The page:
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Worldwide Ace » Albums of 2008

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Albums of 2008

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  • Erykah Badu – New Amerykah Part One (4th World War)

Erykah Badu may well be the greatest thing to happen to Soul in the last decade. New Amerykah Part One is a beautifully strange collection of sounds, political lyrics and thumping beats bring together one of the most complete albums of the year. With “The Healer,” Badu quietly lauds the hip hop movement as chimes click quietly in the ether. “The Soldier” both grooves smoothly and juts lyrically by directly dealing with the current wars and chastising the world. I’m not usually one to pay much mind to lyrics, but with the interesting back beats and tunes, the quality lyrics are merely icing on the cake. Standing above the collection of neo-jazz and soul songs is “Honey,” which drops perfectly into that chill mode. No matter what else I hear, New Amerykah Part One will remain one of the best albums of the year.

  • Fernando Otero – Pagina de Buenos Aires

I can’t say I listen to a lot of experimental Jazz, especially featuring a bandoneon player (an accordion-like keyboard), but Argentinian Fernando Otero’s Pagina de Buenos Aires does things with Tango and Jazz that are worth hearing. At times, evocative of the Tosca Tango Orchestra’s soundtrack to Waking Life, Otero’s compositions are fast, sharp and elicit an instantaneous reaction from any listener.

  • Flying Lotus – Los Angeles

It’s difficult just to call Flying Lotus electronica, but it’s not quite the click hop of Aphex Twin or Squarepusher despite the similarities. Of course, given that Flying Lotus got his start making beats for Adult Swim, the same block of programming that gave us MC Chris, it’s no wonder things are a little weird. With a similar sound to Boards of Canada or Madlib, Los Angeles is a great new entry in the up and coming downtempo scene.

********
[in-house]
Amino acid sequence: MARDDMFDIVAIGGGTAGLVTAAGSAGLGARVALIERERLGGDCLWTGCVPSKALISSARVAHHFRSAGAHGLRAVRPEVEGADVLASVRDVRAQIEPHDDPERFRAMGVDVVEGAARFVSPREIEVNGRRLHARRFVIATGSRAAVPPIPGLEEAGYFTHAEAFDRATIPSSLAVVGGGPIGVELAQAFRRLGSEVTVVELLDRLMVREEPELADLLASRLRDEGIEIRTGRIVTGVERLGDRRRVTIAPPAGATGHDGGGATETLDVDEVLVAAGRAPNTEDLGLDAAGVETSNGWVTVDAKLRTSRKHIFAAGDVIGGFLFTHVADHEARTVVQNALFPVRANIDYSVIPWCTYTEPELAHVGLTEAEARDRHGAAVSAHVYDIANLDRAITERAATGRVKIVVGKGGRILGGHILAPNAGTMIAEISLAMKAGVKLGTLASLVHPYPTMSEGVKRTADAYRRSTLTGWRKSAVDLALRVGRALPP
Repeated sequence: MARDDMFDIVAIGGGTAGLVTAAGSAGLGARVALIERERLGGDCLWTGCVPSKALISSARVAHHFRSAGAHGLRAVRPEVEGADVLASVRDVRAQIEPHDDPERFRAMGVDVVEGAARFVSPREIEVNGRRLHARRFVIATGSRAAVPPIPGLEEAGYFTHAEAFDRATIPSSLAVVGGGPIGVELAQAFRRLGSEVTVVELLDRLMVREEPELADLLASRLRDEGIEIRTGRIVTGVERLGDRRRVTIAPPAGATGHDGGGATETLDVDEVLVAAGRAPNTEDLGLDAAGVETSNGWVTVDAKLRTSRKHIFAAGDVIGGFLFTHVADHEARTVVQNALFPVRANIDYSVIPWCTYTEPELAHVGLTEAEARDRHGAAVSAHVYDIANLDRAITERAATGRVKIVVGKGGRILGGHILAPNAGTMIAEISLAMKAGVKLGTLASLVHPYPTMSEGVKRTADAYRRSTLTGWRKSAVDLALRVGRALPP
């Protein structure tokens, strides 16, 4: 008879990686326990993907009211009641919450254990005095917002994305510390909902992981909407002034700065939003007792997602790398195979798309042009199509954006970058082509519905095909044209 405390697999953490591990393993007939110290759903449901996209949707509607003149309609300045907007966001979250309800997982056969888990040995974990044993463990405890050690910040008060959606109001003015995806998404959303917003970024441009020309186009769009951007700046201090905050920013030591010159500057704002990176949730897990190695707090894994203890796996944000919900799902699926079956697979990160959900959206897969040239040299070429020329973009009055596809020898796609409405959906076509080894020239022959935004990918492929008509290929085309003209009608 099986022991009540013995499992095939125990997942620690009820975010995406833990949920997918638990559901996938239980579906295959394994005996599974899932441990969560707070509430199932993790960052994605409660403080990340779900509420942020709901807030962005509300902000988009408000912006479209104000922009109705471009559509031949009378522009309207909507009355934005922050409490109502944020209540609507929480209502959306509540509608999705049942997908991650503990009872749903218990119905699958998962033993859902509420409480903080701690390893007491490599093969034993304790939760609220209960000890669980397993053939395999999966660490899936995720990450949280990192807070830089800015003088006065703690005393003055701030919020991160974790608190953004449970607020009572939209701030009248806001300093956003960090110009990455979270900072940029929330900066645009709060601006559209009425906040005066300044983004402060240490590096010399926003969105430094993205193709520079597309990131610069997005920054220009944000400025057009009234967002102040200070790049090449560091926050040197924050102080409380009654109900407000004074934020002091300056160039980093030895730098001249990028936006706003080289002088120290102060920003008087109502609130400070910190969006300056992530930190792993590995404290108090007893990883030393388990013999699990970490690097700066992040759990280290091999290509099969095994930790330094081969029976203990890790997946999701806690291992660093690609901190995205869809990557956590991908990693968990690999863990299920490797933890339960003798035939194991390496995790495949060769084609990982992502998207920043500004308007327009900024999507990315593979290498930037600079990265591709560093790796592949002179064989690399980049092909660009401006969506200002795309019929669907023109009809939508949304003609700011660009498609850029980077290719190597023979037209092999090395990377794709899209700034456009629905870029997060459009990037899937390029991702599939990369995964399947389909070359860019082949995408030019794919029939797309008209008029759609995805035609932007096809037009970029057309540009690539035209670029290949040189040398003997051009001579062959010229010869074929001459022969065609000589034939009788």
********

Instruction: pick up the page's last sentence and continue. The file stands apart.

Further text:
• Foals – Antidotes

The Foals are obviously students of the indie dance scene that produced bands like Pretty Girls Make Graves and Franz Ferdinand. Taking the style and mixing the clever guitar riffs of The Advantage and a touch of ska-style horns, Antidotes feels like a simple yet complete record. “Cassius” and “Balloons” call out to indie dancers while “Heavy Water” tries to capture the intellectual playfulness of Interpol. The bonus disc, which collects a few more cuts as well as some live tracks, is well worth the extra money if this is your kind of thing. Overall, though, Antidotes is nothing the indie crowd hasn’t heard before, though it’s a good addition to what’s already been done.

  • Frightened Rabbit – The Midnight Organ Fight
    4_star

From their opening track of “The Modern Leper”, Frightened Rabbit comes across as a surprisingly upbeat indie rock band. They layer their instruments perfectly with the vocal sensibilities of Scotsman Scott Hutchinson. “Good Arms Vs. Bad Arms” showcases thier wonderful layering while “Heads Roll Off” could’ve been a Counting Crows hit.

  • Girl Talk – Feed the Animals

Girl Talk is considered one of the kings of the mash-up, and with classic rap lyrics and hooks playing over classic pop of the 70s, 80s and 90s, it’s no surprise. Girl Talk uses everything from Sinead O’Conner to Temple of the Dog to punch up his first track “Play Your Part (Pt. 1)”. At times, the harsh rap and the pop play wonderfully into each others’ hands, but other times is almost too much. Overall, though, the album is an interesting commentary on the state of pop music, where it came from and where it’s going to. And at times mix is both entertaining and quirky (ie – Ace of Base and Black Street on “Still Here”) meaning Feed the Animals will strike just the right chord with some audiences.

  • The Hold Steady – Stay Positive

The difficult to decipher layers of “Constructive Summer” don’t bode well for the latest from The Hold Steady, but Stay Positive ends up having its moments. “One for the Cutters” and the title track “Stay Positive” are fun and catchy, but not enough to redeem the album.

  • Hot Chip – Made in the Dark

After finally listening to this highly heralded album, I have one thing to say: My Robot Friend is infinitely better.

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